• Crude +833k (-1.25mm exp)

  • Cushing -730k (-900k exp)

  • Gasoline +2.33mm

  • Distillates +2.1mm


  • Crude -4.143mm (-1.25mm exp) - biggest draw since March

  • Cushing -687k (-900k exp)

  • Gasoline -2.271mm (+1mm exp)

  • Distillates -2.101mm

After a very bearish API report, and an extremely bearish DOE report last week, DOE data surprised across the board with the biggest crude draw in 3 months and a surprise gasoline draw. This is the 4th weekly decline in Cushing stocks in a row...

As always, all eyes will be on US crude production and the supply side of the equation and it spiked by 100k b/d to 10.9mm b/d - a new record...

That would approach world leader Russia...except that Russia just was said to boost its output to more than 11 million in the first week of June.

On the demand side, both gasoline and diesel demand tumbled  in last  week's data, but rebounded notably this week.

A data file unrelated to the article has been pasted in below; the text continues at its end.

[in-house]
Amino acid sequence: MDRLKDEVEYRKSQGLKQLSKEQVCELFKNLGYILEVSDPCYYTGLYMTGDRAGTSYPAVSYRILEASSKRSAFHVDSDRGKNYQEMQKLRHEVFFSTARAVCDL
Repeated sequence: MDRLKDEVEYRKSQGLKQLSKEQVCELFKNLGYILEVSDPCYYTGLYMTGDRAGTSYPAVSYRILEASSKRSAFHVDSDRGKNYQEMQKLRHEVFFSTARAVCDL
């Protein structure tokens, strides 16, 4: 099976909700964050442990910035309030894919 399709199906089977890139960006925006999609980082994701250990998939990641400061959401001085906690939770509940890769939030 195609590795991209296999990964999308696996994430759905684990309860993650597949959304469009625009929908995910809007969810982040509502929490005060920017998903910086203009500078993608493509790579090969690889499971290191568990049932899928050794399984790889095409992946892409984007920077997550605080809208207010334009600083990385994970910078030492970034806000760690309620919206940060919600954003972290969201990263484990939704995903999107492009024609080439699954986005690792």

Gasoline demand at a record is bullish for everyone in the supply chain, but especially for U.S. refiners with access to land-locked barrels in the Midwest.

Bloomberg Intelligence Energy Analyst Fernando Valle points out that rising refinery utilization is pushing U.S. product stockpiles higher, but gasoline margins look a lot more challenged than distillate. Coverage for distillate is at a five-year low as domestic and export demand grow with economic activity. Gasoline, on the other hand, is saddled with demand destruction caused by elevated crude prices.

Infrastructure bottlenecks have pushed WTI-Brent differentials to around $9 a barrel, with higher exports plus elevated refining demand lending support to sentiment.